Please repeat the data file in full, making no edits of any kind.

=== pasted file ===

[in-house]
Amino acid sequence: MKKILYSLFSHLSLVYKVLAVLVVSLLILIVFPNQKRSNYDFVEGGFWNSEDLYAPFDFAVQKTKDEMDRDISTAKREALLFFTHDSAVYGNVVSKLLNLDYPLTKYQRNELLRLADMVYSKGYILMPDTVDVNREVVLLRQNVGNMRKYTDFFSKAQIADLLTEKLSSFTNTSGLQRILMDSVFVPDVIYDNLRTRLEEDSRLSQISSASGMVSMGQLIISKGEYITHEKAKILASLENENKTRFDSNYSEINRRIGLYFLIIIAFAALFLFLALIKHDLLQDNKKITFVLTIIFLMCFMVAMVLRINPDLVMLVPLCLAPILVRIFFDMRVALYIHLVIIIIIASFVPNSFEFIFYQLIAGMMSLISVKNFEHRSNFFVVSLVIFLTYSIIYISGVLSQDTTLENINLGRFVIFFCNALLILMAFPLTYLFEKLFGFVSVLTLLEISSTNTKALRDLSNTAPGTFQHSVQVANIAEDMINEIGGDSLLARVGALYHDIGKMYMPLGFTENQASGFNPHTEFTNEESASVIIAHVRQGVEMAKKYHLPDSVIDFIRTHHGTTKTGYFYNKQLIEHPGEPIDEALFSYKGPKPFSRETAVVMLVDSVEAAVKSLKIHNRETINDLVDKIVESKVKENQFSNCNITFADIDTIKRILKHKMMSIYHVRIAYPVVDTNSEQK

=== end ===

[in-house]
Amino acid sequence: MKKILYSLFSHLSLVYKVLAVLVVSLLILIVFPNQKRSNYDFVEGGFWNSEDLYAPFDFAVQKTKDEMDRDISTAKREALLFFTHDSAVYGNVVSKLLNLDYPLTKYQRNELLRLADMVYSKGYILMPDTVDVNREVVLLRQNVGNMRKYTDFFSKAQIADLLTEKLSSFTNTSGLQRILMDSVFVPDVIYDNLRTRLEEDSRLSQISSASGMVSMGQLIISKGEYITHEKAKILASLENENKTRFDSNYSEINRRIGLYFLIIIAFAALFLFLALIKHDLLQDNKKITFVLTIIFLMCFMVAMVLRINPDLVMLVPLCLAPILVRIFFDMRVALYIHLVIIIIIASFVPNSFEFIFYQLIAGMMSLISVKNFEHRSNFFVVSLVIFLTYSIIYISGVLSQDTTLENINLGRFVIFFCNALLILMAFPLTYLFEKLFGFVSVLTLLEISSTNTKALRDLSNTAPGTFQHSVQVANIAEDMINEIGGDSLLARVGALYHDIGKMYMPLGFTENQASGFNPHTEFTNEESASVIIAHVRQGVEMAKKYHLPDSVIDFIRTHHGTTKTGYFYNKQLIEHPGEPIDEALFSYKGPKPFSRETAVVMLVDSVEAAVKSLKIHNRETINDLVDKIVESKVKENQFSNCNITFADIDTIKRILKHKMMSIYHVRIAYPVVDTNSEQK